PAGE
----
Nigeria is the fourth largest source of human trafficking to the UK, and the International Organization for Migration estimates that approximately 80% of girls arriving to Europe from Nigeria through irregular migration are potential victims of trafficking for sexual exploitation.
According to latest figures, 875,500 Nigerians are living in modern slavery worldwide, including in the UK, and Ms Patel heard from counsellors at a safe house in Lagos, run by Nigeria’s National Agency for the Prohibition of Trafficking in Persons (NAPTIP), who have helped some of these vulnerable people.
The UK is cracking down on the barbaric crime of modern slavery in Nigeria, International Development Secretary Priti Patel announced, as she called for a world free from this abhorrent trade.
During a visit to a Nigerian safe house home to child victims as young as seven, Ms Patel met survivors of modern slavery and announced increased support to provide alternative jobs and livelihoods for potential victims of trafficking and modern slavery, including support for those who become victims to help them reintegrate into society and to protect them from re-trafficking – reducing a crime that directly affects the UK.
During a joint visit to Nigeria alongside Foreign Secretary Boris Johnson, Ms Patel raised the issue of trafficking at the highest levels in government and challenged the political and cultural acceptance of modern slavery, a trade which earns more for criminals around the world than any other, apart from the illegal drug trade.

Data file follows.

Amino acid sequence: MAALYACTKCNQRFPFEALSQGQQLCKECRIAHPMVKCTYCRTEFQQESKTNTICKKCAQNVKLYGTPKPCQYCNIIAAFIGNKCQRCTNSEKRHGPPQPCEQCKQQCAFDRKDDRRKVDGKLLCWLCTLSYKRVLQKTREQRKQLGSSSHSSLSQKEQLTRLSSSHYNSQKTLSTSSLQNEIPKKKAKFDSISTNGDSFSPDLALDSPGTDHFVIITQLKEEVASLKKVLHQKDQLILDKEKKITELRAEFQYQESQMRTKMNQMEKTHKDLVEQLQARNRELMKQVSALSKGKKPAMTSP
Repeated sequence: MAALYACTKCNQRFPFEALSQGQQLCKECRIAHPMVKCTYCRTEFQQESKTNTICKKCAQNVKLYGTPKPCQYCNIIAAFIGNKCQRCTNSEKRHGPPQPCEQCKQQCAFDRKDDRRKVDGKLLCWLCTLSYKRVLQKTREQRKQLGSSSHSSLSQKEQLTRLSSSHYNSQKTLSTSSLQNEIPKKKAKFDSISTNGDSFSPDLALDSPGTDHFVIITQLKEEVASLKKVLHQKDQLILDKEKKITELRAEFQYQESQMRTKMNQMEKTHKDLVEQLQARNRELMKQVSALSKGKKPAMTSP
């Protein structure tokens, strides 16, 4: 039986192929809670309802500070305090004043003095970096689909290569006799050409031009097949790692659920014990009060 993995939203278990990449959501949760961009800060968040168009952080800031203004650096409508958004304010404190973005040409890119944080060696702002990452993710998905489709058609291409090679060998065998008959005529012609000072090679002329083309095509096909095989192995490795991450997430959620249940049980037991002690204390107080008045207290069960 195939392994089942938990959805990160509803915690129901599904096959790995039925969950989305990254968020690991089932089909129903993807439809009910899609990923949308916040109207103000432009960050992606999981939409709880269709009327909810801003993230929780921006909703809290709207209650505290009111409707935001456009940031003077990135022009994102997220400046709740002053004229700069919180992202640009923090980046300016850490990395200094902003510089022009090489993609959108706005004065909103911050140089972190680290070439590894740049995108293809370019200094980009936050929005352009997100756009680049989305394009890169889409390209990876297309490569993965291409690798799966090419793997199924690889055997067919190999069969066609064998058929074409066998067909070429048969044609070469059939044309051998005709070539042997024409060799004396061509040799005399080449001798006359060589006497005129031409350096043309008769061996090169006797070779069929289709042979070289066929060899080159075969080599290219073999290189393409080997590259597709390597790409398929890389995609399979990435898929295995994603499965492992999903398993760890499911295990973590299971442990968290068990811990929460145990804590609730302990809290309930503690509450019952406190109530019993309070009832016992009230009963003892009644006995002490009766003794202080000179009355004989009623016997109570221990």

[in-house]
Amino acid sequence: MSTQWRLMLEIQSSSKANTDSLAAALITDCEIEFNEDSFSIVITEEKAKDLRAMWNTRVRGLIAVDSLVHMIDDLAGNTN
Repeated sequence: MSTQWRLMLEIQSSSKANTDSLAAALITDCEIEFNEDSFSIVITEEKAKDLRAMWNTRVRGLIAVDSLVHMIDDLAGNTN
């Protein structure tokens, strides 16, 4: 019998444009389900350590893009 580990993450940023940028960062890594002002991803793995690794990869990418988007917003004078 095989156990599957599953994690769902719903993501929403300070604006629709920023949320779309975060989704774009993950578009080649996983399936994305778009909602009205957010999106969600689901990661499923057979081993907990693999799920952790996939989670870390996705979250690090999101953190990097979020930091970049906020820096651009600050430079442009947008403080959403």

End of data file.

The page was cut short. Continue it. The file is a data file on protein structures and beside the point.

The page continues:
International Development Secretary Priti Patel said: It is shameful that in the 21st Century the evil crime of modern slavery lurks in every corner of the globe, including on the UK’s streets, destroying the lives of young men, women, and children. We will not stand aside and ignore this barbaric and often invisible crime, which all too often reaches our shores and is damaging for everyone except the perpetrators.
The UK is a global leader in stamping out modern slavery, pressing the international community including the Nigerian Government to tackle this crime at source, bringing perpetrators to justice and protecting victims who have been subject to unimaginable horrors.
Our support is offering vulnerable girls and women an alternative life to slavery and exploitation and helping them reintegrate into society, stopping vicious cycles of abuse and creating a more prosperous and secure future for thousands, as well as for us at home.
The Prime Minister Theresa May has made clear that tackling modern slavery is a top priority for the UK, creating the world-leading Modern Slavery Act in 2015 and establishing the cross-government taskforce, which includes the International Development Secretary.
In the safe house, Ms Patel saw children some as young as seven years old who have been trafficked across the world, including to the UK, Europe, Libya and other countries across Africa. She vowed to challenge the cultural acceptance of human exploitation; often young girls and boys who end up trapped in this abusive trade are encouraged by their families to risk their lives in search of money and a better future.
This new package of support builds on progress already being made by the UK in Nigeria and across the world. The UK’s existing support to Nigeria is helping to support investigations and bring perpetrators to justice, as well as providing protection for victims.
The British Government is driving reform within the international system to coordinate a more effective and focused approach to stamp out this exploitation.
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